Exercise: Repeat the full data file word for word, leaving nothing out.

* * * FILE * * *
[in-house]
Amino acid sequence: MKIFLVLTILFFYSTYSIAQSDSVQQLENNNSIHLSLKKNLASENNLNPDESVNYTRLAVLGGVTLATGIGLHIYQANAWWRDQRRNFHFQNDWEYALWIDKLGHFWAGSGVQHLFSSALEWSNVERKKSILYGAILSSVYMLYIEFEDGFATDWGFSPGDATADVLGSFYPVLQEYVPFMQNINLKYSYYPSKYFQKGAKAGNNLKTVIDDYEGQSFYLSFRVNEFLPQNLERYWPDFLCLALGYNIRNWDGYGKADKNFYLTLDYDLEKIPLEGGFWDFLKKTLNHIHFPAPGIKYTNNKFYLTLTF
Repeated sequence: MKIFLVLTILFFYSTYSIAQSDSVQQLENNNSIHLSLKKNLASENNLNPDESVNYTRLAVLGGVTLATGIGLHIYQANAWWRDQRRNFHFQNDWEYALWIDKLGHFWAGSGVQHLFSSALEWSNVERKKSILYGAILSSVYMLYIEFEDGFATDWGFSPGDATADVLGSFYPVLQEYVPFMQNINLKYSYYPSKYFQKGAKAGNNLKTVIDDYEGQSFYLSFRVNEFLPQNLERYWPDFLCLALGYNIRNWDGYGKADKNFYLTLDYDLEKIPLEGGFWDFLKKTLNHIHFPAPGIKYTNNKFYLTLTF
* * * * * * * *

[in-house]
Amino acid sequence: MKIFLVLTILFFYSTYSIAQSDSVQQLENNNSIHLSLKKNLASENNLNPDESVNYTRLAVLGGVTLATGIGLHIYQANAWWRDQRRNFHFQNDWEYALWIDKLGHFWAGSGVQHLFSSALEWSNVERKKSILYGAILSSVYMLYIEFEDGFATDWGFSPGDATADVLGSFYPVLQEYVPFMQNINLKYSYYPSKYFQKGAKAGNNLKTVIDDYEGQSFYLSFRVNEFLPQNLERYWPDFLCLALGYNIRNWDGYGKADKNFYLTLDYDLEKIPLEGGFWDFLKKTLNHIHFPAPGIKYTNNKFYLTLTF
Repeated sequence: MKIFLVLTILFFYSTYSIAQSDSVQQLENNNSIHLSLKKNLASENNLNPDESVNYTRLAVLGGVTLATGIGLHIYQANAWWRDQRRNFHFQNDWEYALWIDKLGHFWAGSGVQHLFSSALEWSNVERKKSILYGAILSSVYMLYIEFEDGFATDWGFSPGDATADVLGSFYPVLQEYVPFMQNINLKYSYYPSKYFQKGAKAGNNLKTVIDDYEGQSFYLSFRVNEFLPQNLERYWPDFLCLALGYNIRNWDGYGKADKNFYLTLDYDLEKIPLEGGFWDFLKKTLNHIHFPAPGIKYTNNKFYLTLTF